The Catholic vote is the 2012 bellwether

Chris Cillizza and Rachel Weiner

Document Publication: The Washington Post Online

Publication Date: May 03, 2012

Ask ten people to name the most critical swing voting bloc in the 2012 presidential election and you’re likely to get at least five — and maybe ten — different answers.

But, new polling from Gallup suggests that it’s Catholics who could well be the best bellwether of whether President Obama or former Massachusetts governor Mitt Romney will be elected president this November.

Among Catholic registered voters, Obama and Romney each took 46 percent in 19 days worth of Gallup tracking polls between April 11 and April 30. The numbers among Catholics were a virtual mirror image of the head to head matchup among all registered voters where Obama took 46 percent to Romney’s 45 percent over that same time period. (Because of the large sample sizes — Gallup polled almost 2,000 Catholic registered voters over those 19 days — the numbers are even more reliable.)

It’s not just this presidential election where the Catholic vote serves as a leading indicator of the national vote.

In the five presidential races prior to this one, the candidate who carried the Catholic vote won four of them. The lone exception was in 2000 when then Vice President Al Gore won the Catholic vote by two points (and the popular vote by .5 percent) but lost the presidency to then Texas Gov. George W. Bush.

In fact, in the last two presidential contests the Catholic vote has tracked almost exactly with the popular vote. In 2008, President Obama carried Catholics by nine points and beat Arizona Sen. John McCain (R) by seven points nationally. Four years earlier, Bush won the Catholic vote by five points and beat Massachusetts Sen. John Kerry (D) by three points nationwide.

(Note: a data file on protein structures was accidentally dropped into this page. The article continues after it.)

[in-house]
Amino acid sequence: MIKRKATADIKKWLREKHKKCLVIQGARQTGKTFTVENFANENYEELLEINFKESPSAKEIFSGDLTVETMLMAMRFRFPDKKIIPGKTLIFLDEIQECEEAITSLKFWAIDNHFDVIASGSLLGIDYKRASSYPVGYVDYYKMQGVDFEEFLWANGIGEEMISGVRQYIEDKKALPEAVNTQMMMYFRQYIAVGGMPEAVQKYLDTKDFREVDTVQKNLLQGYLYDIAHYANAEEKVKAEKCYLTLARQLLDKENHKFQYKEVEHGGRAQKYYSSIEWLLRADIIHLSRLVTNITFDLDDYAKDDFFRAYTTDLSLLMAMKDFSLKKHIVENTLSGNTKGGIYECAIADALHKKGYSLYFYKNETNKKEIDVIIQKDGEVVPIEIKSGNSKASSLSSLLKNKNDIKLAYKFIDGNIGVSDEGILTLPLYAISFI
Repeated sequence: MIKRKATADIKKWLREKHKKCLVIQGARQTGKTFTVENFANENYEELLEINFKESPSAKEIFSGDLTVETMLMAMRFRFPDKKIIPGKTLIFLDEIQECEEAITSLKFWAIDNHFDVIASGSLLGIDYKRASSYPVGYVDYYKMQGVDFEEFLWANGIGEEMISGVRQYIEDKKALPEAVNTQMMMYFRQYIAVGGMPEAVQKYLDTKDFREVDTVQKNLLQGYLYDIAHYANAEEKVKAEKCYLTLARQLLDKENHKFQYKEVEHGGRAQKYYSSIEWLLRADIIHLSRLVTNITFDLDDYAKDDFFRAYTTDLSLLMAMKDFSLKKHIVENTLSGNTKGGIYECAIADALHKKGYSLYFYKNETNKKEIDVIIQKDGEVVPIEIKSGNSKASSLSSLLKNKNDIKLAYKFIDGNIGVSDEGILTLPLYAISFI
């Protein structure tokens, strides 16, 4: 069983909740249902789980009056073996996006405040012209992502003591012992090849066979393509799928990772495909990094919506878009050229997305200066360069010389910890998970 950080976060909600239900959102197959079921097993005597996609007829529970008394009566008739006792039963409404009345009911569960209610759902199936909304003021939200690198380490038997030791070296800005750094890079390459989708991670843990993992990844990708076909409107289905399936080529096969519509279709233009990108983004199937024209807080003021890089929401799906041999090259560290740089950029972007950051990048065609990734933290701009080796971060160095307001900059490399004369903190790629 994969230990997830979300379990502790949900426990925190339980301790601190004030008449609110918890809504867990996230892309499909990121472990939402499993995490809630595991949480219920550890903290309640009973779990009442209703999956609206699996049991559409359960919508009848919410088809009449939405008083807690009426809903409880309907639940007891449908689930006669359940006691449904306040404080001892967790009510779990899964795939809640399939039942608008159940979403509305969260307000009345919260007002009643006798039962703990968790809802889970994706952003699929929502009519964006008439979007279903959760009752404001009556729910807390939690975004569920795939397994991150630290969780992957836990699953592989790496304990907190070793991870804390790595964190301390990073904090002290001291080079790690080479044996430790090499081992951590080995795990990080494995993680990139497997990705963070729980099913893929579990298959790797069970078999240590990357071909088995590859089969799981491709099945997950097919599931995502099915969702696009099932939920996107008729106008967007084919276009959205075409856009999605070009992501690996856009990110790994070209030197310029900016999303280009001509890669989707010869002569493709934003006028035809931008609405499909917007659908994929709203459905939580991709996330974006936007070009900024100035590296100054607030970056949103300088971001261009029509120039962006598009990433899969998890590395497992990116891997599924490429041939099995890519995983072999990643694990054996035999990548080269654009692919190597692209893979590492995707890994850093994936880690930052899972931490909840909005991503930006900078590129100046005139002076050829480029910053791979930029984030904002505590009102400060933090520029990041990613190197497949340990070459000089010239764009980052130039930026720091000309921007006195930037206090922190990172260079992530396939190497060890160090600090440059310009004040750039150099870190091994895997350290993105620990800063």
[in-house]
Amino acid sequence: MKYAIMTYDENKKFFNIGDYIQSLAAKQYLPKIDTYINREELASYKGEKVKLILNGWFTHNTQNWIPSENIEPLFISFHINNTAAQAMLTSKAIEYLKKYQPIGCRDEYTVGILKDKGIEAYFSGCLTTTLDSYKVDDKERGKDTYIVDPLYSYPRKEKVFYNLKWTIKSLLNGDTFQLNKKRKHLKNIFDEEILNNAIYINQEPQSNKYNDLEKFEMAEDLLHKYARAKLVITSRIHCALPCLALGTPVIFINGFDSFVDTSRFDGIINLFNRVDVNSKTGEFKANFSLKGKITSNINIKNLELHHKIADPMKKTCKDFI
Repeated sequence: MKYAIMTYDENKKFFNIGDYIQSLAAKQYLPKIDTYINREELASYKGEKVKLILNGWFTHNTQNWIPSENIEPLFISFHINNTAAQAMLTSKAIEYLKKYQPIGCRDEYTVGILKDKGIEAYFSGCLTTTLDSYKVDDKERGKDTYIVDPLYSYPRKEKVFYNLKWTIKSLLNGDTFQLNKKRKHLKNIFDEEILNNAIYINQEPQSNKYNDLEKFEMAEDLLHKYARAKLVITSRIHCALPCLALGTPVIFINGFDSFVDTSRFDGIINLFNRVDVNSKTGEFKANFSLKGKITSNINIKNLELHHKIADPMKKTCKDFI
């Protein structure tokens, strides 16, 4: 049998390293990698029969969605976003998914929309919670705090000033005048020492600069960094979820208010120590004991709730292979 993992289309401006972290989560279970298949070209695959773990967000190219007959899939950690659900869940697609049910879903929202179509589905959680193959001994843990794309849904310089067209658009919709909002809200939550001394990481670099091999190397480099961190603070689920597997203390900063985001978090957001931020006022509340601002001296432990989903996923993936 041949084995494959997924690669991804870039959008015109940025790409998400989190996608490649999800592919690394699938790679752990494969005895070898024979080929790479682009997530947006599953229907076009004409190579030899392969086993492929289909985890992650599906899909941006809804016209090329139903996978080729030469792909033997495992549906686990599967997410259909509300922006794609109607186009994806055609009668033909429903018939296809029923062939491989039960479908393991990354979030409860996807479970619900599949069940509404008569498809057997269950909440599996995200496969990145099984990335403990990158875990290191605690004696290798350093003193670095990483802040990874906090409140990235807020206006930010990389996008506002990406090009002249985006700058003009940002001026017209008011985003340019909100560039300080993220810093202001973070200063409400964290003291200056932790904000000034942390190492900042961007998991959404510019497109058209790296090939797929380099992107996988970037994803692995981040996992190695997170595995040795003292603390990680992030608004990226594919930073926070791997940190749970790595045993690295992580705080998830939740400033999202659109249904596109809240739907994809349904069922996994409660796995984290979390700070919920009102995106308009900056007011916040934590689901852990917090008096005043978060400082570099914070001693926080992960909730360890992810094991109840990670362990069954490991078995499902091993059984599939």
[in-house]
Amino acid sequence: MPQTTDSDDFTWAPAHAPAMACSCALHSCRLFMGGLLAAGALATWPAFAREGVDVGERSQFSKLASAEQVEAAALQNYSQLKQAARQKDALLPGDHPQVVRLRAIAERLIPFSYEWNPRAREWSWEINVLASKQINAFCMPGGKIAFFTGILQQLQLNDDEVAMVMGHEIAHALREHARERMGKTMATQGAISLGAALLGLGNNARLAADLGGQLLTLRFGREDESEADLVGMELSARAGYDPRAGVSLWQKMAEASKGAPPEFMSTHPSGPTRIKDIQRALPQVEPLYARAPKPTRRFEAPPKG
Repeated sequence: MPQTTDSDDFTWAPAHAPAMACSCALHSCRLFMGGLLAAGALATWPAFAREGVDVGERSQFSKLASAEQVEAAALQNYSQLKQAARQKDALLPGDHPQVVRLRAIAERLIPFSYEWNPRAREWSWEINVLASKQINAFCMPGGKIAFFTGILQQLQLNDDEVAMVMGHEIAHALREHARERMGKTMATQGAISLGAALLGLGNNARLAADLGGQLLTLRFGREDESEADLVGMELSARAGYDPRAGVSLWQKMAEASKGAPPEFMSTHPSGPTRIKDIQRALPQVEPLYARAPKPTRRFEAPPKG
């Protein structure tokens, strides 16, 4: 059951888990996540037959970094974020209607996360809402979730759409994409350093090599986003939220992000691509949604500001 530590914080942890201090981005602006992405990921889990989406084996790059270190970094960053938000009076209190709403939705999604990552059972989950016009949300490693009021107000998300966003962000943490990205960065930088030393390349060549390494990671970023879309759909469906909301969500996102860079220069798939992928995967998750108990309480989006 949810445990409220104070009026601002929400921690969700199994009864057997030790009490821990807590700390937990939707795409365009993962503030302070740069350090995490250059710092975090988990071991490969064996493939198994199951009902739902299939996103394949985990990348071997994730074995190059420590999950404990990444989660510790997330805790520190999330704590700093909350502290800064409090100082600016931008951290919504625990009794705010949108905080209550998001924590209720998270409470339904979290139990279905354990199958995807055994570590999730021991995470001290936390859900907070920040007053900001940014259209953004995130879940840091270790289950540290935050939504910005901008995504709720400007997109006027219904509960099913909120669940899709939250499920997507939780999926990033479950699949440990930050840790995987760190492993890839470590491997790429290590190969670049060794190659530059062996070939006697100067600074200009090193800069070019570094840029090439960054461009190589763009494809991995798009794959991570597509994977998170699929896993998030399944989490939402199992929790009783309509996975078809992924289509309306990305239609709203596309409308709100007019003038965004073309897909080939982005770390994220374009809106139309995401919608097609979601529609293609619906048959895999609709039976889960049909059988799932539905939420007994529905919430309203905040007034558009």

(It’s not just presidential elections where Catholics have been a key swing bloc. In the 2006 midterms when Democrats made huge congressional gains, the party won Catholics by 11 points. In 2010, when Republicans re-took the House, Catholics voted for GOP candidates by 10 points.)

In each of the past five presidential elections, Catholics have comprised somewhere between 26 percent and 29 percent of the overall electorate. (Catholics were 27 percent of the electorate in both 2004 and 2008.)

As Gallup’s Frank Newport notes in a memo on the findings, Catholics have historically been a Democratic-leaning constituency — the party can thank John F. Kennedy for that one — but in recent decades have become more of a toss-up voting bloc.

The eight presidential elections reveal how up for grabs Catholics truly. The Republican nominee has carried Catholics four times, the Democratic nominee has carried Catholics four times. With the exception of Bill Clinton, who beat Bob Dole among Catholics by 16 points, no candidate has had a winning margin among that group.

Keep an eye on the Catholic vote between now and November. How it goes will tell you a lot about who is going to be the next president.

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